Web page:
“I am sorry,” Rill said. His apology started sluggishly, but gathered speed as if rolling downhill. “And I truly didn’t mean for anyone to be scared. I know I shouldn’t have ridden out of the Holt alone. The chief said not to, I know, but that was half a moon ago and all, and I knew with all of the snow the blizzard dumped on us that no human was going to be able to travel as fast as a wolf, so I knew I would be safe —”
Willow cuffed him across the bare ear. “You were all but halfway down a cat’s belly when I caught up with you,” she said with a snort. “How safe was that?”
“You could have been killed,” Goldspice said sternly. “And Willow sent us the whole of it — we know the lion hurt your wolf-friend. Softjoy could have bled to death — your choices and actions led to her being badly hurt when she tangled with that mountain lion. Even if you might have escaped the hungry lion, what would have become of Softjoy, if Willow had not arrived when she did?”
Rill hung his head and gave a listless shrug, unable to come up with a clever answer for his elder’s question. “I’m sorry,” he finally said. “I am. Really.”
Goldspice shared a look with Willow. The healer was smiling with grim amusement. Goldspice rather suspected that Willow was thinking the same thing that she was, that the boy truly was sorry — mostly over that he had been caught and dragged home again, and sorry that his misbehavior had not lived up to the glorious adventure he had undoubtedly been expecting to have. But Rill was every inch the child of both of his parents — he had Quick Fang’s stubborn single-mindedness, combined with the slippery recklessness which Suddendusk had been infamous for for centuries before his Recognition to Windsong. Goldspice regarded the boy with exasperation, doubting that Rill really comprehended the full depth of fear and worry he had caused during the past day. And she was too well aware of the sense of simmering anger that radiated from the slight figure on Sleuth’s back. Chicory had not looked Goldspice’s way yet, just as she herself had not looked fully at Chicory. That Windburn had chosen to back his niece over his sister was still a raw wound between them, and too many hot and painful words had been traded on that score. The tension between them remained palpable, even when they both were making an effort to ignore it. Trapped as she was now in her mother’s arms, poor Glow was feeling the brunt of it. The girl was mouse-silent and wide-eyed, chewing nervously on a mittened thumb.
“You should try to sound more convincing next time,” Willow muttered to Rill. “You might want to practice those words a bit more.”
“But I really am sorry!” Rill flared back at her, with more than a touch of temper. “Really I am! I didn’t want to scare anybody!I And I never wanted Softjoy to be hurt! I only wanted to see the humans for myself, before they’re gone again for another oak’s age!”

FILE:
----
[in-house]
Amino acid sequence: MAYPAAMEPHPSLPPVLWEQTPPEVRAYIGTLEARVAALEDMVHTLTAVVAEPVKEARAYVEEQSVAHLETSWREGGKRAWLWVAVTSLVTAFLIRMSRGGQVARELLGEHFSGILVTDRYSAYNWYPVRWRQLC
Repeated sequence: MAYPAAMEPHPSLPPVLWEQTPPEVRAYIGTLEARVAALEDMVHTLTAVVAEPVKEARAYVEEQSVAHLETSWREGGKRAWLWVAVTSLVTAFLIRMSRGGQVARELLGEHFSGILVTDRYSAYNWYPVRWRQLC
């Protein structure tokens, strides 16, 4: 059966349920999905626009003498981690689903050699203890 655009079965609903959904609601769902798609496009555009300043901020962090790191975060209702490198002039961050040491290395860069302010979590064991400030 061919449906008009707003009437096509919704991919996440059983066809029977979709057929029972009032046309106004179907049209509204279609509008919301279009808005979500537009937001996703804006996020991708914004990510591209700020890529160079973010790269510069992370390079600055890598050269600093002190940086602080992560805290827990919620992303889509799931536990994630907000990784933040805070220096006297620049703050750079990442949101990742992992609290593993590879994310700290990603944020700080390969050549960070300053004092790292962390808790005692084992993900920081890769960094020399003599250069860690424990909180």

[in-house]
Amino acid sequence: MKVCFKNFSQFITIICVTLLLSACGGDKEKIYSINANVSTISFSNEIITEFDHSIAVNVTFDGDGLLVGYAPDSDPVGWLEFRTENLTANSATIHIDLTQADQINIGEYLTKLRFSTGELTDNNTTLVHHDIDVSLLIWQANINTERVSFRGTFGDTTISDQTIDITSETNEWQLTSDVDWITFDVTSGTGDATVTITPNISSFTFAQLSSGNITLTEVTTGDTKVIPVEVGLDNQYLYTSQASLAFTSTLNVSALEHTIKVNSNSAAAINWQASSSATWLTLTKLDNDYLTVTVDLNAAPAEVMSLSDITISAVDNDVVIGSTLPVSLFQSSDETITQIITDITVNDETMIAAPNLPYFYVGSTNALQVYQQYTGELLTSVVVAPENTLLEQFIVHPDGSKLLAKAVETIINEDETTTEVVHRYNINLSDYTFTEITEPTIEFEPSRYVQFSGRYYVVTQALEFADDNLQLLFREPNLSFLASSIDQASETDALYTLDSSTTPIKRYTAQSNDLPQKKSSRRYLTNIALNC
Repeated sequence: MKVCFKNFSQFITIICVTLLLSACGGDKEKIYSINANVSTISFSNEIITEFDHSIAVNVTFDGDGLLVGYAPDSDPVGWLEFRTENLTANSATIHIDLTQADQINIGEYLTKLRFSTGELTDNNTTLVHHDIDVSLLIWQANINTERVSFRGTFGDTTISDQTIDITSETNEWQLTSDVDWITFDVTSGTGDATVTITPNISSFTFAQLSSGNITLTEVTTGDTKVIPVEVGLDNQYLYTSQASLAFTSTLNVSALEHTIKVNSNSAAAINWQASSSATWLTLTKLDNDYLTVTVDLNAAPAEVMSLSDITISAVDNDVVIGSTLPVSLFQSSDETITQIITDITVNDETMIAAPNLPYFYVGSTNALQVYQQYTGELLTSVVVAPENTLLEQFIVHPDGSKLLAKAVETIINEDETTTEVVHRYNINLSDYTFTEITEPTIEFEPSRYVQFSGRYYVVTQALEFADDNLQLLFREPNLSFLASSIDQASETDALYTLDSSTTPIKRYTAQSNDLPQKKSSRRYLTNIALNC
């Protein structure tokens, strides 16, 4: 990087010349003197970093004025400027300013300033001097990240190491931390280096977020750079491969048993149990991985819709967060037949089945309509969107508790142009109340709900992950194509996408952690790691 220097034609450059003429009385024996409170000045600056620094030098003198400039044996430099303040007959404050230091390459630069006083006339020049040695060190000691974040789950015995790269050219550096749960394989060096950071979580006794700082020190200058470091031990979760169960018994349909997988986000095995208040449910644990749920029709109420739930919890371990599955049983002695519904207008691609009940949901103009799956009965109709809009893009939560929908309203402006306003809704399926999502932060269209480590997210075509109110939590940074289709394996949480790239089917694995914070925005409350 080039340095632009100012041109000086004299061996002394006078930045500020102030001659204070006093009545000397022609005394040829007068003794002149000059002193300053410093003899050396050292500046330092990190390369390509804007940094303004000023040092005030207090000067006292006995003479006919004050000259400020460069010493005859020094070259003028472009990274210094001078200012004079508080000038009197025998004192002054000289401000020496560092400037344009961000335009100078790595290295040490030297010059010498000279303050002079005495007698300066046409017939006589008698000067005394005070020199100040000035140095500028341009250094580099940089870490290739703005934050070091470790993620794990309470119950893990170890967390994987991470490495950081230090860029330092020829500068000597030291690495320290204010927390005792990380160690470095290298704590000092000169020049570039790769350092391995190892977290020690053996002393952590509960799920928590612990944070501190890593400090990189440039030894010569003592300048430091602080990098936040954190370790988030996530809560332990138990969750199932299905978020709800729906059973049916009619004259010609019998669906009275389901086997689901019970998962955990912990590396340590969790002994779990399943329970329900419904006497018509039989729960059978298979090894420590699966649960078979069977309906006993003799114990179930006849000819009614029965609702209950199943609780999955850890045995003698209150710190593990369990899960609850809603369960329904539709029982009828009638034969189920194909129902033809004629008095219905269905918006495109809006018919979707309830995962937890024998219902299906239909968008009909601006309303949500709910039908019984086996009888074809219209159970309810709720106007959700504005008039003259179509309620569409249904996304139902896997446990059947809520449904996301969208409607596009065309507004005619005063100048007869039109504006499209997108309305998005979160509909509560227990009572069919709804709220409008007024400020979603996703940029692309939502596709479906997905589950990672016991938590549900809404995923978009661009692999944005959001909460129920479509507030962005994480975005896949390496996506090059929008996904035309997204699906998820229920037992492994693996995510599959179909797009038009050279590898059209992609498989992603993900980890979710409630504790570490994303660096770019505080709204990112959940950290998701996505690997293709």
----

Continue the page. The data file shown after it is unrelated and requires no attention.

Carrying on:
“And what would you have done if, Ancestors save us, you’d actually found the Fierce Ones?” Chicory demanded. “They’d have skinned you alive and eaten you!”
Glow burst into sobs at that, while Cinder looked stricken. “No humans would have ever caught me,” Rill retorted, although he was unable to look any of his elders in the eye when he did so. The close encounter with the hungry mountain lion might have scared some sense into the child, Goldspice hoped. Might.
“What will you do with him?” It was Copper who asked the question, looking up solemnly at her aunt. “It’s for you to say how he’ll be punished.”
At the girl’s quiet words, everyone looked to Goldspice. Copper was right — as acting chief, it was Goldspice’s decision, and it was a decision she’d been considering — and dreading — all day. Goldspice fixed her sternest stare on Rill, and was satisfied when the boy did not dare meet her challenging gaze. If Rill had been a wolf pup, his ears and tail would both have been tucked tight.
“You deliberately broke your chief’s commands,” Goldspice said firmly. “You put your life in danger, and you put others’ lives in danger as well. If Windburn were here, he might beat you. Or worse, tell the tribe to shun you. At the very least, you’d be on middens duty for an entire season to come. It’s possible that Windburn still might do those things to you, when he comes home. But there’s bigger things now for the chief — and the tribe — to worry about. Bigger and more important things than an arrogant pup who hasn’t the sense of a spring rabbit between his ears.
“Your father will back in less than two hands of days. Until then, you will not leave my sight — or Willow’s, or Chicory’s. Night and day, one of us will always be breathing down your neck, cubling. We won’t let you pull another stupid stunt like this. And worst of all — I will leave it to you, cub, to figure out how you are going to win back what you’ve lost from each of us in the tribe. Because you’ve wasted the good opinion and trust I had in you, and that everyone else had in you. And I fear you’ll find it may take you a very, very long time to earn those back.”
Rill did look her in the face at those words, and Goldspice turned her back on him in deliberate dismissal, satisfied to have seen a real flicker of fear in the boy’s blue eyes. “Take him to the hometrees and get him fed and cleaned up. He reeks of cat-stink,” she said to Chicory and Willow, while gesturing to Cinder and Copper to follow her. “Come along,” she told the two cubs. “We’ve got our own work to finish.”